- van Wilgen BW, Measey J, Richardson DM et al (2020) Biological invasions in South Africa: an overview. In: van Wilgen BW, Measey J, Richardson DM et al (eds) Biological invasions in South Africa. Springer, Berlin, pp 3–30. https://doi.org/10.1007/978-3-030-32394-3_1
- van Zyl C, Addison P, Veldtman R (2018) The invasive Vespidae in South Africa: potential management strategies and current status. Afr Entomol 26:267–285. https://doi.org/10.4001/003.026.0267
- Veldtman R, Addison P, Tribe GD (2012) Current status and potential future impact of invasive vespid wasps (Vespula germanica and Polistes dominulus) in South Africa. IOBC/WPRS Bull 75:217–221Google Scholar
- Weyl OLF, Ellender BR, Wasserman RJ et al (2015) Unintended consequences of using alien fish for human benefit in protected areas Koedoe 57, Art. #1264, 5 p. https://doi.org/10.4102/koedoe.v57i1.1264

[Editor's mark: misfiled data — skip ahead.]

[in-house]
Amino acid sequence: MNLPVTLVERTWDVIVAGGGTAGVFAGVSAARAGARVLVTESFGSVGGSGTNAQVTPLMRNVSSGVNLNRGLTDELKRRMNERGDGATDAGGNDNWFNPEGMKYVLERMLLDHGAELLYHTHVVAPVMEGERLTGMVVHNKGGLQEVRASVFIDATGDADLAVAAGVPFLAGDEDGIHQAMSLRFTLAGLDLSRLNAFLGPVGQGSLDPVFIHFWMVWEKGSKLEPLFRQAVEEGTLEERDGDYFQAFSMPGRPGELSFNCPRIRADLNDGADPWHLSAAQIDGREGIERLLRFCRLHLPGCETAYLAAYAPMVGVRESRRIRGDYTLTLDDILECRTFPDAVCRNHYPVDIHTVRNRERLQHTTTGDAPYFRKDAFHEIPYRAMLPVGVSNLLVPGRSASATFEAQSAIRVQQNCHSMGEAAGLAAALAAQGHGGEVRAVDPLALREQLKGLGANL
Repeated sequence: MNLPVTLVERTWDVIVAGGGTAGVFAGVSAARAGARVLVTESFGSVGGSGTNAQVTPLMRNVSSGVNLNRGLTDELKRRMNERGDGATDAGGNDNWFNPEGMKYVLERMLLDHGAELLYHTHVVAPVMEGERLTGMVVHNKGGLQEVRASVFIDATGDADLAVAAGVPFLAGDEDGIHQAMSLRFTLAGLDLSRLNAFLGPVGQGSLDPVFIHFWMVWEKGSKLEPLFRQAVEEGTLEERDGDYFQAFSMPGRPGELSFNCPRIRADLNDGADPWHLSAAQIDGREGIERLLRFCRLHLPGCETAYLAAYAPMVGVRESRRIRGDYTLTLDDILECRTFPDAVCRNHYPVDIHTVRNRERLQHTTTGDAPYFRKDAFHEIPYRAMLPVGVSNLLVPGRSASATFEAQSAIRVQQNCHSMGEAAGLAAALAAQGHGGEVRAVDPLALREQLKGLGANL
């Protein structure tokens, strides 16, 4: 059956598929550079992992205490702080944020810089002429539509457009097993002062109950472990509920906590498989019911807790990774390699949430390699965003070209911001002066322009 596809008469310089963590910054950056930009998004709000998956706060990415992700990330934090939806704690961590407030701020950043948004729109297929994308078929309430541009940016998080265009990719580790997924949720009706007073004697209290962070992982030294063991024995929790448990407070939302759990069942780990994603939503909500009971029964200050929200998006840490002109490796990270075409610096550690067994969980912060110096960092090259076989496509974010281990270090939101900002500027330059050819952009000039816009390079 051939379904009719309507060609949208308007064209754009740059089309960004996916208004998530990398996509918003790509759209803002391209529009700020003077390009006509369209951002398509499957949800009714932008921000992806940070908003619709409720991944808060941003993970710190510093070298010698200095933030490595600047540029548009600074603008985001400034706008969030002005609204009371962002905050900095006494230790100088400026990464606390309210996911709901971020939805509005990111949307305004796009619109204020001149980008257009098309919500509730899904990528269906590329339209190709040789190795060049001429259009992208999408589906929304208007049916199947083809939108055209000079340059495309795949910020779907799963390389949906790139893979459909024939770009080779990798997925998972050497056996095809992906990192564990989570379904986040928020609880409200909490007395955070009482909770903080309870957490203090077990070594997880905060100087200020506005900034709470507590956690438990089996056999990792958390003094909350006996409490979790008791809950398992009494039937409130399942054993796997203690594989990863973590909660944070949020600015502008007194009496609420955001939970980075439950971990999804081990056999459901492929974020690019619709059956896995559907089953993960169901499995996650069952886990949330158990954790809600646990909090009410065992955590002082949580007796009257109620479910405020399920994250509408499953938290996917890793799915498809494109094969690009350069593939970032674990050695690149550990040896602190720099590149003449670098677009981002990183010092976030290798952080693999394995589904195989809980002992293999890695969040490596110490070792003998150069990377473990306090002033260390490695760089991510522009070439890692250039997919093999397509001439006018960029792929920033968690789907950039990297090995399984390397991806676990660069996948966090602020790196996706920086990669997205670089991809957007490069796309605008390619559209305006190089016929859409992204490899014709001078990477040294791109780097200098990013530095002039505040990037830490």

- Weyl OLF, Ellender B, Wassermann RJ et al (2020) Alien freshwater fauna in South Africa. In: van Wilgen BW, Measey J, Richardson DM et al (eds) Biological invasions in South Africa. Springer, Berlin, pp 151–182. https://doi.org/10.1007/978-3-030-32394-3_6
Open Access This chapter is licensed under the terms of the Creative Commons Attribution 4.0 International License (http://creativecommons.org/licenses/by/4.0/), which permits use, sharing, adaptation, distribution and reproduction in any medium or format, as long as you give appropriate credit to the original author(s) and the source, provide a link to the Creative Commons license and indicate if changes were made.
The images or other third party material in this chapter are included in the chapter's Creative Commons license, unless indicated otherwise in a credit line to the material. If material is not included in the chapter's Creative Commons license and your intended use is not permitted by statutory regulation or exceeds the permitted use, you will need to obtain permission directly from the copyright holder.